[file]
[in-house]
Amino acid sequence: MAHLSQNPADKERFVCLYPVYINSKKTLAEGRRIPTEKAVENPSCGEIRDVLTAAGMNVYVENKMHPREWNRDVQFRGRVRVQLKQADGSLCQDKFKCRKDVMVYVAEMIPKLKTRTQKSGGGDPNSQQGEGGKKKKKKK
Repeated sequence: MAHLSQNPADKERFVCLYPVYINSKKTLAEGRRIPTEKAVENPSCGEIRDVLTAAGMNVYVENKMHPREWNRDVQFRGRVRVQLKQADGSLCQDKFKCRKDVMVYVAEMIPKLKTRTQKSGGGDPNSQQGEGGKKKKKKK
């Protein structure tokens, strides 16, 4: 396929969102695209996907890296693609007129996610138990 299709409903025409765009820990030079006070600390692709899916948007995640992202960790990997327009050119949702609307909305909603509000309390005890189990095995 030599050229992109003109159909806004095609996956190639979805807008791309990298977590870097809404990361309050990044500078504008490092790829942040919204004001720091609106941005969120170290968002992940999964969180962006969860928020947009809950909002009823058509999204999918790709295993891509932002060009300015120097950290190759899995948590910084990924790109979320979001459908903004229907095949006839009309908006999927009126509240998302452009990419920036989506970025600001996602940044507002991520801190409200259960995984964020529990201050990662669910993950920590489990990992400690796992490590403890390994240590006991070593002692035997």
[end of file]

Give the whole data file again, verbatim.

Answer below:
[in-house]
Amino acid sequence: MAHLSQNPADKERFVCLYPVYINSKKTLAEGRRIPTEKAVENPSCGEIRDVLTAAGMNVYVENKMHPREWNRDVQFRGRVRVQLKQADGSLCQDKFKCRKDVMVYVAEMIPKLKTRTQKSGGGDPNSQQGEGGKKKKKKK
Repeated sequence: MAHLSQNPADKERFVCLYPVYINSKKTLAEGRRIPTEKAVENPSCGEIRDVLTAAGMNVYVENKMHPREWNRDVQFRGRVRVQLKQADGSLCQDKFKCRKDVMVYVAEMIPKLKTRTQKSGGGDPNSQQGEGGKKKKKKK
């Protein structure tokens, strides 16, 4: 396929969102695209996907890296693609007129996610138990 299709409903025409765009820990030079006070600390692709899916948007995640992202960790990997327009050119949702609307909305909603509000309390005890189990095995 030599050229992109003109159909806004095609996956190639979805807008791309990298977590870097809404990361309050990044500078504008490092790829942040919204004001720091609106941005969120170290968002992940999964969180962006969860928020947009809950909002009823058509999204999918790709295993891509932002060009300015120097950290190759899995948590910084990924790109979320979001459908903004229907095949006839009309908006999927009126509240998302452009990419920036989506970025600001996602940044507002991520801190409200259960995984964020529990201050990662669910993950920590489990990992400690796992490590403890390994240590006991070593002692035997």